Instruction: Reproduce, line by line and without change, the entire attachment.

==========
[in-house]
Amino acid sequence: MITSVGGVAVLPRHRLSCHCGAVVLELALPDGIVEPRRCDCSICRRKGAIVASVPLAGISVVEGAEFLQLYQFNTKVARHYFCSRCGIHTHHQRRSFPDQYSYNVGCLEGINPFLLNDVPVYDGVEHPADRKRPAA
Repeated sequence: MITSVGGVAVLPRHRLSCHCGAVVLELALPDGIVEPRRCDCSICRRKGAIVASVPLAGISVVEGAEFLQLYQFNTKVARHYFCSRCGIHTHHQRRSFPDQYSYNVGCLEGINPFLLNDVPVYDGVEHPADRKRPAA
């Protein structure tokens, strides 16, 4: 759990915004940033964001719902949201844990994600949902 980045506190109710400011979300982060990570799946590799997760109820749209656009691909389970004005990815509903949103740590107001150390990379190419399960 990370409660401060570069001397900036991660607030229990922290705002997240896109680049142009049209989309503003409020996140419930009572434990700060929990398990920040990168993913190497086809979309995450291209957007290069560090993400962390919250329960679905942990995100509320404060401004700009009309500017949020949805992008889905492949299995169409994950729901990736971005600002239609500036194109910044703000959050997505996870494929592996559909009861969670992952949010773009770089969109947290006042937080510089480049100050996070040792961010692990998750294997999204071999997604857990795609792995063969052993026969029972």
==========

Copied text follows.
[in-house]
Amino acid sequence: MITSVGGVAVLPRHRLSCHCGAVVLELALPDGIVEPRRCDCSICRRKGAIVASVPLAGISVVEGAEFLQLYQFNTKVARHYFCSRCGIHTHHQRRSFPDQYSYNVGCLEGINPFLLNDVPVYDGVEHPADRKRPAA
Repeated sequence: MITSVGGVAVLPRHRLSCHCGAVVLELALPDGIVEPRRCDCSICRRKGAIVASVPLAGISVVEGAEFLQLYQFNTKVARHYFCSRCGIHTHHQRRSFPDQYSYNVGCLEGINPFLLNDVPVYDGVEHPADRKRPAA
């Protein structure tokens, strides 16, 4: 759990915004940033964001719902949201844990994600949902 980045506190109710400011979300982060990570799946590799997760109820749209656009691909389970004005990815509903949103740590107001150390990379190419399960 990370409660401060570069001397900036991660607030229990922290705002997240896109680049142009049209989309503003409020996140419930009572434990700060929990398990920040990168993913190497086809979309995450291209957007290069560090993400962390919250329960679905942990995100509320404060401004700009009309500017949020949805992008889905492949299995169409994950729901990736971005600002239609500036194109910044703000959050997505996870494929592996559909009861969670992952949010773009770089969109947290006042937080510089480049100050996070040792961010692990998750294997999204071999997604857990795609792995063969052993026969029972």